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Ceylon Snakehead

Discussion in 'Labyrinth' started by always4lora, Aug 30, 2009.

  1. always4lora

    always4lora Member

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    Location:
    Cumbria
    Common Name: Ceylon Snakehead

    Scientific Name: Channa orientalis

    Family: Channidae

    Origin: Sri-Lanka

    Maximum Size: Up to 5-6 inch normally less.

    Tank Temperature: 24-27 C

    Care: Ceylon snakeheads are not fussy on water parameters, although try avoiding extreme’s. Water changes are not really required often with these animals. I do my water changes on a month to month basis. Some people have encountered random deaths when changing water frequently.

    Recommended tank for a pair of snakeheads is 24”x15”x12”. For a group I would recommend a 36”x15”x12” with a well fitted lid as these do like to jump. I would also recommend dropping the water level as they come up to the surface to breathe from the air.

    This species is best kept in a species tank especially if breeding is planned. They will live quite happily in a group until a pair form. Should this occur, remove the other occupants of the tank as the mated pair will kill the other occupants to defend their young and partner. Snakeheads have been quite successfully kept with Polypterus sp. however, due to the growth in size of one of the Polypterus the Channa might end up food.

    Feeding: The snakehead is easy to feed. They will take about anything they can fit in their mouth. They will quite happily accept the following: bloodworms, chopped mussel, chopped squid, cichlid pllets, prawns and full earthworms along with feeder fish. However feeder fish are not necessary and due to the size of the Channa larger feeder fish will become tank mates!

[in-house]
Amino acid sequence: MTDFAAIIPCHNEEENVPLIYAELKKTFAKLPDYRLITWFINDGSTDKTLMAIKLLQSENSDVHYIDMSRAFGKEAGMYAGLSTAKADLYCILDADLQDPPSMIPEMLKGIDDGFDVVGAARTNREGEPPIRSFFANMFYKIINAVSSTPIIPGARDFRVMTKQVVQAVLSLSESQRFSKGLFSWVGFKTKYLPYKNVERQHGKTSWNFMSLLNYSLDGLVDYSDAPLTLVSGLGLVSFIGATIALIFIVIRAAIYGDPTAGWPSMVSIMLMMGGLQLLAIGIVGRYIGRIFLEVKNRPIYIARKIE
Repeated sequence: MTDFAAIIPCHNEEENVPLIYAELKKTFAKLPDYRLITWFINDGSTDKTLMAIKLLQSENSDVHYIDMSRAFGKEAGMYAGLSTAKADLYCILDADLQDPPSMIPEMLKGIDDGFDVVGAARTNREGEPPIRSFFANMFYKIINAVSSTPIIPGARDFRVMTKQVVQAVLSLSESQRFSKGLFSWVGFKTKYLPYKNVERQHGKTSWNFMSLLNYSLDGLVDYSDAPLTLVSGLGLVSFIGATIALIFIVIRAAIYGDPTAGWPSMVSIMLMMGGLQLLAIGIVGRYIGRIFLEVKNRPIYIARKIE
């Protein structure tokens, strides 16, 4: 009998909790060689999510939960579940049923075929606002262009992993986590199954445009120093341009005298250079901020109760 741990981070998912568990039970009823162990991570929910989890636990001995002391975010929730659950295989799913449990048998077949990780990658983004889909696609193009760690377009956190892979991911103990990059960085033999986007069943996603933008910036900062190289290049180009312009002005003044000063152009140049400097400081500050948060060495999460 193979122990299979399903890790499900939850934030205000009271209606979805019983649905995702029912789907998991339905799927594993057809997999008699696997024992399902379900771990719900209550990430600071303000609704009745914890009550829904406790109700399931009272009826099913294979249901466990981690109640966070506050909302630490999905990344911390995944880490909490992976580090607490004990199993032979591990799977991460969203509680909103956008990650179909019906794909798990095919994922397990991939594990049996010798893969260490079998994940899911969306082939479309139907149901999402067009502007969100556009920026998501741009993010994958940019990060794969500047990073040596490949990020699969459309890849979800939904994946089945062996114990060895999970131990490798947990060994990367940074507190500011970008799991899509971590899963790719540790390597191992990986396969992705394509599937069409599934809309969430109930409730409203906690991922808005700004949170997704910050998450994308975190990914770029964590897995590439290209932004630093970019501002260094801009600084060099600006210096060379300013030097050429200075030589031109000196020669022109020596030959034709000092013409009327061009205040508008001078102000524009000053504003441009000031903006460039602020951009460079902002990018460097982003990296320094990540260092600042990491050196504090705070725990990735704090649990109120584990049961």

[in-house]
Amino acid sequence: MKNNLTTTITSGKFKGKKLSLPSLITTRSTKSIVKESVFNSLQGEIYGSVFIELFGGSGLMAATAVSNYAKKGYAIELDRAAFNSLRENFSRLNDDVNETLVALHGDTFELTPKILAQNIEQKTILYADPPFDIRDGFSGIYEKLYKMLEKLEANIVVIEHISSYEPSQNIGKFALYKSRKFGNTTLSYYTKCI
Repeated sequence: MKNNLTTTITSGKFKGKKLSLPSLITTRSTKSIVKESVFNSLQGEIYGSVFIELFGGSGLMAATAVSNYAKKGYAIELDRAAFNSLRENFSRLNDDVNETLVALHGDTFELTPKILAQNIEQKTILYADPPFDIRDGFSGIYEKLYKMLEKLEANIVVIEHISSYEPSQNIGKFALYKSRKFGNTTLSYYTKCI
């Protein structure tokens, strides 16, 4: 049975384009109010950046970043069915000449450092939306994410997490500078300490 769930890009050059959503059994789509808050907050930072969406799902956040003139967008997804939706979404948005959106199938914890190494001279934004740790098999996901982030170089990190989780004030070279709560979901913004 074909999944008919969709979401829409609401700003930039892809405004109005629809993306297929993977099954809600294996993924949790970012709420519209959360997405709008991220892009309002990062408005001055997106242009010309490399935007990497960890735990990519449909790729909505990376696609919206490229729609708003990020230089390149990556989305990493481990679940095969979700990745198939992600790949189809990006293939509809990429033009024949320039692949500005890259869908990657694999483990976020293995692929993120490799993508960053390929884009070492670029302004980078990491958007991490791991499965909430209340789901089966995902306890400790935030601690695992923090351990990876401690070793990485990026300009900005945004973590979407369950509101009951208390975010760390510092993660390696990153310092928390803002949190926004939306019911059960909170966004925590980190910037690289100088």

Sexing: This is noticeable by taking a top view on the fish; generally the male will be bulkier than the female.

    Breeding: The easiest way to breed is to get a group of 5 or more and then wait until a pair forms and then remove the others. When breeding or getting ready to breed, the pair will change to a violet blue colour. The act of mating is rather interesting and a little like bettas embracing each other. Channa orientalis are egg layers and mouth brooders. The male will collect the eggs in its mouth and the female will guard the male from any threat. During this time the male will not eat. It’s recommended to provide a cave/tube to make them feel more secure. Channa orientalis are great parents and can take care of their young well. After a week or so the fry will be free swimming. They will quickly start taking things like bloodworms and grow very fast.

    Extra Information: How does one differentiate between C. gachua and C. orientalis? C. orientalis does not have pelvic fins and C. gachua is full size and at 8 inches in maximum length is a lot bigger.

    Pictures:
    Kottawa Forest Variant:
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